[23] Méndez-Montoya, “Eucharistic Imagination,” 330.

[24] Dan Witters, “Loneliness in U.S. Subsides from Pandemic High,” Gallup, accessed May 15, 2023,,to%20the%20February%202023%20survey.

[25] Widespread Discrimination Continues to Shape LGBT People’s Lives in Both Subtle and Significant Ways, May 02, 2017, Center for American Progress.

[26] Luther, The Adoration of the Sacrament 1523, LW 36: 286–287.

[27] Martin Luther, The Blessed Sacrament of the Holy and True Body and Christ, and the Brotherhoods 1519,” in The Annotated Luther, vol. 1: The Roots of Reform, eds. Hans Hillerbrand, Kirsi I Stjerna, Timothy J. Wengert (Minneapolis: Fortress Press, 2015), 241. Oswald Bayer suggest that the theme of (mystical) community was a constant in Luther’s theology. See Oswald Bayer, Martin Luther’s Theology (Grand Rapids, MI: Wm. B. Eerdmans Publishing Company, 2003), 271.

[28] Elizabeth Stuart, “Making No Sense: Liturgy as Queer Space,” in Dancing Theology in Fetish Boots: Essays in Honour of Marcella Althaus Reid, eds. Lisa Isherwood and Mark D. Jordan (London: SCM Press, 2010) 118.

[29] Robert E. Shore-Goss, “Introduction: Queering the Table,” in Queering Christianity, 8.

[30] Martin Luther, The Large Catechism of Dr. Martin Luther 1529, translated by Kirsi I. Sterna, (Minneapolis: Fortress Press, 2015), 407.

[31] Méndez-Montoya, “Eucharistic Imagination,” 334.

[32] Michael Welker, What Happens in Holy Communion? (Grand Rapids, MI: Wm. B. Eerdmans Publishing Company, 2000), 73.

[33] Rachelle Brown, “Beyond the Open Table: Queering Holy Communion,” in Queering Christianity, 201.

[34] Ibid.

[35] Austen Hartke, Transforming: The Bible & The Lives of Transgender Christians (Louisville: Westminster John Knox Press, 2023), 160.

[36] Siobhan Garrigan, “Queer Worship,” Theology & Sexuality 15, no. 2 (August 2009), 229.

[37] M. Luther, The Large Catechism, 407.

[38] Martin Luther, WA 23, 133, 19, quoted in Marc Leinhard, Luther: Witness to Christ (Minneapolis: Augsburg Publishing House, 1982), 207.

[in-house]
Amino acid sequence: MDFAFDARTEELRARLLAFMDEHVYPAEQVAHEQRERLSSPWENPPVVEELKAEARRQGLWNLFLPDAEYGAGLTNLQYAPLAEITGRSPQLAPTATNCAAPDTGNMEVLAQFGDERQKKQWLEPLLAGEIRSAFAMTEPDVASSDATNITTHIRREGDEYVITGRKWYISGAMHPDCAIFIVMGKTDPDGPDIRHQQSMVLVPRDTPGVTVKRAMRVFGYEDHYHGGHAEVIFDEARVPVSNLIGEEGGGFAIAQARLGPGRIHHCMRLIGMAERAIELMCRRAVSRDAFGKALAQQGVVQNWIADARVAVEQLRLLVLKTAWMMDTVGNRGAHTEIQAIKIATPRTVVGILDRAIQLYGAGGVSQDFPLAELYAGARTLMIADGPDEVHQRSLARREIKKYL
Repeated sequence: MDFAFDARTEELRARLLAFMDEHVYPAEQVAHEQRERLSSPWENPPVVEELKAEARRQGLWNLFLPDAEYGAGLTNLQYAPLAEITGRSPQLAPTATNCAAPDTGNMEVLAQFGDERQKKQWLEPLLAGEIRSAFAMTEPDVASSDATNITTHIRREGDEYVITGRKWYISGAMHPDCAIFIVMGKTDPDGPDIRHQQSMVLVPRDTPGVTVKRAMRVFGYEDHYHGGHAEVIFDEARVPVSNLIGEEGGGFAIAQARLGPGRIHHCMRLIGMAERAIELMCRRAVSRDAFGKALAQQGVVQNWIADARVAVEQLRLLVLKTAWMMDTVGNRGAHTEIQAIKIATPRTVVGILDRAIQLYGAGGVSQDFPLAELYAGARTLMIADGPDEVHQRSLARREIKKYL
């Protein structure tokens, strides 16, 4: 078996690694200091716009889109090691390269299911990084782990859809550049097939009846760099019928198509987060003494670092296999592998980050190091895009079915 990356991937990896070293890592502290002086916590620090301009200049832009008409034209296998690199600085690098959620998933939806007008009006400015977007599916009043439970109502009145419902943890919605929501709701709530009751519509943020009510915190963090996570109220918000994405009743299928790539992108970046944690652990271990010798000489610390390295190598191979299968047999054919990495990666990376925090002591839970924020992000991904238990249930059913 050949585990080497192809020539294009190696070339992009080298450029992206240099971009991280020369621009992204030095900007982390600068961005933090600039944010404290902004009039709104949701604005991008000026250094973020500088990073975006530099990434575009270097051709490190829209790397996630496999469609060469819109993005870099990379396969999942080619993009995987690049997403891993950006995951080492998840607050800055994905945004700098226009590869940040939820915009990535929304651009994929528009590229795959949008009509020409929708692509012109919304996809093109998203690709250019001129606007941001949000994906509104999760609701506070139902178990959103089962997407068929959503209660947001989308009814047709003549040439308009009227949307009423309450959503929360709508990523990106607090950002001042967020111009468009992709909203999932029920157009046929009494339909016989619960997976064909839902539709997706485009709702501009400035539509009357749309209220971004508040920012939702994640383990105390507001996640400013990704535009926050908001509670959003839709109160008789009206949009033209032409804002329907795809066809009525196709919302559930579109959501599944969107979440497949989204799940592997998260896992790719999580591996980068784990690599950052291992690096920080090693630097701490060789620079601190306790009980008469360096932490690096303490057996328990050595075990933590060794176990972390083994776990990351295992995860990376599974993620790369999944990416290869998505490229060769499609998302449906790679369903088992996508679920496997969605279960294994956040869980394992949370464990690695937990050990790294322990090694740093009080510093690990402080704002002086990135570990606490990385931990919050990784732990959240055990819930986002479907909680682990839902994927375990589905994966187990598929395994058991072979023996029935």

[39] M. Luther, WA 23, 157, 30, quoted in Leinhard, Luther: Witness to Christ, 242.

[40] Martin Luther, That These Words of Christ, “This is My Body,” etc., Still Stand Firm Against the Fanatics 1527, LW, 37: 58.

[41] See my article for a summary of how Luther viewed male same-sex relations and an analysis of the way Luther employed the trope of the Sodomite. Mary Elise Lowe, “The Queer Body-Mind in Martin Luther’s Theology: From Subaltern Sodomite to Embodied Imago Dei,” in The Alternative Luther: Lutheran Theology from the Subaltern, ed. Else Marie Wiberg Pedersen (Lanham: Lexington Books/Fortress Academic, 2019), 118-136.

[42] Martin Luther, Ten Sermons on the Catechism 1528, LW 51, 153-54; See also LW 45:18, and Elisabeth Gerle, Passionate Embrace: Luther on Love, Body, and Sensual Pleasure (Eugene: Cascade Books, 2017).

[43] “Four Kinds of Love in Greek,” Biblical Archaeology Society Online Archive, accessed February 22, 2023,

[44] Audre Lorde, “The Uses of The Erotic: The Erotic as Power,” in Sister Outsider: Essays and Speeches by Audre Lorde (Berkeley: Crossing Press, 2007), 54.

[45] Laurie Jungling, “Creation as God’s Call into Erotic Embodied Relationality,” in The Embrace of Eros: Bodies, Desires, and Sexuality in Christianity, ed. Margaret D. Kamitsuka (Minneapolis: Fortress Press, 2010) 225.

[46] Thomas Bohache “Can we Sex This? Eroticizing Divinity and Humanity,” in Queering Christianity, 138.

[47] Laurel C. Schneider and Thelathia Nikki Young, Queer Soul and Queer Theology: Ethics and Redemption in Real Life (New York: Routledge 2021), 30.

[48] Jay Emerson Johnson, Divine Communion: A Eucharistic Theology of Sexual Intimacy (New York: Seabury Books, 2013), 115-116.

[49] Culleen Peele, “Roundup of Anti-LGBTQ+ Legislation Advancing In States Across the Country,” Human Rights Campaign, accessed June 15, 2023,

[50] Jason DeRose, “Southern Baptists Say No to Women Pastors, Uphold Expulsion of Saddleback Megachurch,” National Public Radio, accessed June 15, 2023,

[51] Luther, Large Catechism, 411.

Dr. Mary Lowe, Augsburg College

Mary Lowe

Mary Elise Lowe is Professor of Religion at Augsburg University. She teaches and publishes in the fields of Lutheran theology, Queer theologies, vocation, and contemporary Christian theologies.